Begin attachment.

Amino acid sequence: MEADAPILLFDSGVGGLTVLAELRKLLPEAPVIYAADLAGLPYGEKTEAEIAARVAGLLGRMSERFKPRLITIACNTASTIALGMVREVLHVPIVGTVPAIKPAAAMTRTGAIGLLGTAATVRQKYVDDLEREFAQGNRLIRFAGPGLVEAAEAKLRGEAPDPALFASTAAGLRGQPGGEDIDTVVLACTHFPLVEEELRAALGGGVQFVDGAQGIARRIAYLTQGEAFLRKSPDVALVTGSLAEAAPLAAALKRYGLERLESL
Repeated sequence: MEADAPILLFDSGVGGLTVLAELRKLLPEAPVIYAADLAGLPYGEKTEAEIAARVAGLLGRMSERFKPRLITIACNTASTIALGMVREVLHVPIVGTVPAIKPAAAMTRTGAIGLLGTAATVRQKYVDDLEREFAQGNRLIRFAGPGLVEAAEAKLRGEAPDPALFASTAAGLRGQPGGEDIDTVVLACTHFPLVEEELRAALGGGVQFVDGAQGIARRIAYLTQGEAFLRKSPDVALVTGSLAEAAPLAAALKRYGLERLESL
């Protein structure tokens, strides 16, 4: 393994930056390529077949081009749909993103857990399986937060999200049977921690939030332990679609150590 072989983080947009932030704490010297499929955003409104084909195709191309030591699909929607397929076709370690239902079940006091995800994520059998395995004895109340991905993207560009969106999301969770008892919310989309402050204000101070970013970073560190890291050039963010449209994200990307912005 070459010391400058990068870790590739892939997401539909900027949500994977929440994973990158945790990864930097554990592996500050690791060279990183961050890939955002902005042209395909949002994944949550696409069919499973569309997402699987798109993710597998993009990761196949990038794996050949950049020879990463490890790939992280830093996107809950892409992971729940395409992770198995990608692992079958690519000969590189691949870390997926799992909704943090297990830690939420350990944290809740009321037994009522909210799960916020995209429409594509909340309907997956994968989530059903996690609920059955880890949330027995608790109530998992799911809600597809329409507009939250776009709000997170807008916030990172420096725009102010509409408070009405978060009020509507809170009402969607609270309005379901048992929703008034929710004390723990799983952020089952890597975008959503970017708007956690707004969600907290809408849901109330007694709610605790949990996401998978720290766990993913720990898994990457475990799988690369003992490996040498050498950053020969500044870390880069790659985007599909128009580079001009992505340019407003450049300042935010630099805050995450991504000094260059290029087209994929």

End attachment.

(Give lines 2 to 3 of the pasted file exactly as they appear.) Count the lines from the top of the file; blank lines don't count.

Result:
Repeated sequence: MEADAPILLFDSGVGGLTVLAELRKLLPEAPVIYAADLAGLPYGEKTEAEIAARVAGLLGRMSERFKPRLITIACNTASTIALGMVREVLHVPIVGTVPAIKPAAAMTRTGAIGLLGTAATVRQKYVDDLEREFAQGNRLIRFAGPGLVEAAEAKLRGEAPDPALFASTAAGLRGQPGGEDIDTVVLACTHFPLVEEELRAALGGGVQFVDGAQGIARRIAYLTQGEAFLRKSPDVALVTGSLAEAAPLAAALKRYGLERLESL
């Protein structure tokens, strides 16, 4: 393994930056390529077949081009749909993103857990399986937060999200049977921690939030332990679609150590 072989983080947009932030704490010297499929955003409104084909195709191309030591699909929607397929076709370690239902079940006091995800994520059998395995004895109340991905993207560009969106999301969770008892919310989309402050204000101070970013970073560190890291050039963010449209994200990307912005 070459010391400058990068870790590739892939997401539909900027949500994977929440994973990158945790990864930097554990592996500050690791060279990183961050890939955002902005042209395909949002994944949550696409069919499973569309997402699987798109993710597998993009990761196949990038794996050949950049020879990463490890790939992280830093996107809950892409992971729940395409992770198995990608692992079958690519000969590189691949870390997926799992909704943090297990830690939420350990944290809740009321037994009522909210799960916020995209429409594509909340309907997956994968989530059903996690609920059955880890949330027995608790109530998992799911809600597809329409507009939250776009709000997170807008916030990172420096725009102010509409408070009405978060009020509507809170009402969607609270309005379901048992929703008034929710004390723990799983952020089952890597975008959503970017708007956690707004969600907290809408849901109330007694709610605790949990996401998978720290766990993913720990898994990457475990799988690369003992490996040498050498950053020969500044870390880069790659985007599909128009580079001009992505340019407003450049300042935010630099805050995450991504000094260059290029087209994929």